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How Can We Promote Participatory Democracy?

With protests fueled by populist politics, the coronavirus pandemic, and restricted freedoms, it seems that democracy is in crisis. But despite its challenges, participatory democracy can supplement, and even complement representative democracy.

It is not, however, a magic bullet that will regain people’s trust in the democratic system. Participants need to learn how to participate effectively and maintain a critical perspective.


Referendums are one of the ways that people participate in democracy. They involve citizens in decisions about laws and matters of the state through direct popular votes. This form of democracy is often lauded by those who believe that it offers a better way to link national public opinion with the levers of power than the traditional model of representative democracy.

It is important to note, however, that referendums cannot replace representative democracy. Instead, they can be used as a complement to it.

For example, if a city wants to implement policies like participatory budgeting, it is important to educate its citizens about the issue. That way, the citizens will be more informed and will be willing to participate in the process. In addition, it is important to make sure that the decisions are made in a fair manner. Otherwise, the decision could have unintended consequences. In this case, the public might not be satisfied with the result.


Petitioning is a mechanism for democracy where people can ask represented leaders to take action on specific issues, but does not necessarily lead to policy change. However, it allows citizens to express their concerns and can have an impact on the decisions of elected leaders, and can also influence public debate around particular issues.

Research has shown that démocratie participative mechanisms serve an important educational function, helping people develop various skills, become more informed, and cultivate a sense of political efficacy. But there is still little evidence about the extent to which these processes help address gender inequalities in participation, particularly on local levels.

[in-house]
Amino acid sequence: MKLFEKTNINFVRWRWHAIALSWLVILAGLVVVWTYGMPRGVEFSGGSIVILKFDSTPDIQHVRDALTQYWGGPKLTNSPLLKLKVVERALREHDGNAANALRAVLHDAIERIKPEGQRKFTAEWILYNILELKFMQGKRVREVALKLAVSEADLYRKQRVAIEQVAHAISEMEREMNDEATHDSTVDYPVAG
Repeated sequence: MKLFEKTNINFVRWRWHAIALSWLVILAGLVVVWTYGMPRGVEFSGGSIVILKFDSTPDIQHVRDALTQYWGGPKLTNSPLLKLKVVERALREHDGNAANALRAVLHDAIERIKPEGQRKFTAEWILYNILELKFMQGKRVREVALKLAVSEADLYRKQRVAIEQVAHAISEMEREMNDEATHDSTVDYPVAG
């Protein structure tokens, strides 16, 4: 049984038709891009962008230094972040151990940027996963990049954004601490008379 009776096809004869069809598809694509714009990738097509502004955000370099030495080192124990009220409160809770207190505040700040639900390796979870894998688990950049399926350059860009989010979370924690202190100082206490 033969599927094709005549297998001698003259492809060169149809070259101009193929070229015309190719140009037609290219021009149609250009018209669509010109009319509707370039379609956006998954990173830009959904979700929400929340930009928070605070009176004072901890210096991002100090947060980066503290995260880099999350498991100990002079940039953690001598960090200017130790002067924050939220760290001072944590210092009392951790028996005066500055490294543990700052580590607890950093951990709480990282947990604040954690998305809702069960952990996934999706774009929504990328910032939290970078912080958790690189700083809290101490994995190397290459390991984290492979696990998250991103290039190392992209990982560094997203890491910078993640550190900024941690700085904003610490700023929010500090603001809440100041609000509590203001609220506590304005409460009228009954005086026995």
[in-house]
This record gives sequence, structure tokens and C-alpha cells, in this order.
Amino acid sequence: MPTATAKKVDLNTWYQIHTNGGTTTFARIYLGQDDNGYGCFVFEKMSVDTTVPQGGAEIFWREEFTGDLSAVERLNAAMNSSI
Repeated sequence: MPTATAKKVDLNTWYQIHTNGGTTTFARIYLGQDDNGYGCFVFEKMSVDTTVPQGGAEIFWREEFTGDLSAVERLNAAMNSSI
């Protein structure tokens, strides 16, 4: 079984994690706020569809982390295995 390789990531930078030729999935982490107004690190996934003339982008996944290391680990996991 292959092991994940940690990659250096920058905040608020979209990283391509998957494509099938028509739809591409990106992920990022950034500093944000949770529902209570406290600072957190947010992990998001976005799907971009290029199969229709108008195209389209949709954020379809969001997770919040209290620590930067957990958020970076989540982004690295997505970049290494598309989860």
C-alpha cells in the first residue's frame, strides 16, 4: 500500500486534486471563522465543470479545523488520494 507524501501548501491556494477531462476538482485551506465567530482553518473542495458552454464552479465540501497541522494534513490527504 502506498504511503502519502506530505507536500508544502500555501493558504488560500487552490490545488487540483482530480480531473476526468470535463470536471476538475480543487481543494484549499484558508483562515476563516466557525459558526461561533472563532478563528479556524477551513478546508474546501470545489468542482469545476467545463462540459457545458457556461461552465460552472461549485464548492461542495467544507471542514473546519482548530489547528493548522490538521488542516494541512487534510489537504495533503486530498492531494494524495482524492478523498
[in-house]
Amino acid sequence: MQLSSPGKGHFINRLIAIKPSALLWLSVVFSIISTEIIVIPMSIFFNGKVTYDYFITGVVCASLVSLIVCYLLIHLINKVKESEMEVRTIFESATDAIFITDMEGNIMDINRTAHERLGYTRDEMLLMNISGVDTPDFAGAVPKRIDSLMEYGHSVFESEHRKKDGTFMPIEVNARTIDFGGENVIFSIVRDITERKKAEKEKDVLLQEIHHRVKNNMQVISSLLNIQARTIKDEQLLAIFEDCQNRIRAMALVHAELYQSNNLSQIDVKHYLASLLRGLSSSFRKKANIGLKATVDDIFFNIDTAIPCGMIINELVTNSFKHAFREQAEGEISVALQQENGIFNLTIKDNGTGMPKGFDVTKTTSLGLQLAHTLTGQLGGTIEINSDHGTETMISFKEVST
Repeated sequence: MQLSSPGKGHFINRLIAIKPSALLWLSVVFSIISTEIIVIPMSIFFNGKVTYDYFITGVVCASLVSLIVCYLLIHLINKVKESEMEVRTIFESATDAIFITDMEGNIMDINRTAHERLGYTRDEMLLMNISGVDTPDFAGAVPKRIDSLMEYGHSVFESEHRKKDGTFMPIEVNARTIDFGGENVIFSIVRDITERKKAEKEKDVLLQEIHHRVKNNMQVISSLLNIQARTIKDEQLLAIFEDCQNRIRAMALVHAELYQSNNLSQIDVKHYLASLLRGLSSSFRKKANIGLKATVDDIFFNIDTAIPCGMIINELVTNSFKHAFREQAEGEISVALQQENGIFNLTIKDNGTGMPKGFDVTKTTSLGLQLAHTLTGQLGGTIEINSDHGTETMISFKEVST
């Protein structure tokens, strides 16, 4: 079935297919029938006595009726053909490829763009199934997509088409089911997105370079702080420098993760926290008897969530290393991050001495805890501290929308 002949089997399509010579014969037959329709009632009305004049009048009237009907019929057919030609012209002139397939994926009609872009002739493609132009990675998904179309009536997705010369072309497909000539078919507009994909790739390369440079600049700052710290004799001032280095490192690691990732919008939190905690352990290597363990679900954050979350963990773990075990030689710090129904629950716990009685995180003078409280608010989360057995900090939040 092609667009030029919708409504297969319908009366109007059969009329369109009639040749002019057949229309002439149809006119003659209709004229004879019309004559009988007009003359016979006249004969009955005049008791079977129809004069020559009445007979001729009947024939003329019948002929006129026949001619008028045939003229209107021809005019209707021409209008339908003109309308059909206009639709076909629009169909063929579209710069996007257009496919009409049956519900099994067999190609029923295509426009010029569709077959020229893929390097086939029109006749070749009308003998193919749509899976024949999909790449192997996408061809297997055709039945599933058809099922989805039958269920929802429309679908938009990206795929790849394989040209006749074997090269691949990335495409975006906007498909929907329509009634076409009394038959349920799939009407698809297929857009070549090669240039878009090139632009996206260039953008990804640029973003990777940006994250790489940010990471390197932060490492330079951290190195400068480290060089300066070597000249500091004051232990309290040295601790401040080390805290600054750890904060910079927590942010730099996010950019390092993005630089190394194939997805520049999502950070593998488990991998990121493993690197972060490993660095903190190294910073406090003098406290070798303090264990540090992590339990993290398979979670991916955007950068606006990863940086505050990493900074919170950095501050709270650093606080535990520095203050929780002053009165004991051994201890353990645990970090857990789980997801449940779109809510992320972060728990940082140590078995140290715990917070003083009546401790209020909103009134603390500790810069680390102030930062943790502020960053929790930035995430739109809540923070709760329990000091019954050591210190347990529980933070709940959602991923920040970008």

During the last People Powered webinar, we learned from two organizations leading innovative democratic innovations, Extituto de Politica Abierta in Colombia and WV Can’t Wait in West Virginia, about how they engage women in their programs. The interviews they conducted showed that participants in these programs, including women, report learning various skills during and after their involvement with the participatory democracy mechanisms.



Petitioning allows citizens to engage with government and authorities, submitting requests and raising issues for consideration. It is one of the most common mechanisms to promote participatory democracy, alongside initiatives and referendums on state and local levels. However, it is considered a symbolic form of participation, as the outcomes of petitions depend on what representatives decide to do with them.

Furthermore, studies indicate that institutional procedures for handling petitions can impact the success of such actions. In fact, they can reinforce the traditional socio-demographic biases of participation and influence petitioners’ perceptions of procedural justice (e.g. Escher and Riehm 2017). In this sense, it is important to foster more prompt communication on petitions that have been presented in order to help citizens understand how the process works. This will also support those planning to present a petition and increase their chances of success. The information shared could be done by means of online channels and through public meetings.


Voting is the mechanism of democracy through which citizens can participate in government and promotes equality by allowing everyone to voice their opinions. Voting can happen formally through ballots or less formally with the show of hands, audience response systems, and other methods.

Using participatory democracy mechanisms within election campaigns can empower citizens to make political decisions and foster relationships with their representatives. It can also help to build people’s skills for participation in governance and identify potential candidates who share these values.


Participatory democracy can take different forms, but it is most effective in small groups or regions with a high population. Using these mechanisms can ensure that represented leaders listen to citizens and act on their opinions. However, it is important to note that participatory democracy does not need to be a primary governmental system, but can be used as a supplement to representative democracy. Moreover, participatory democracy elements can be integrated into other democratic structures, like elitist and pluralistic democracies.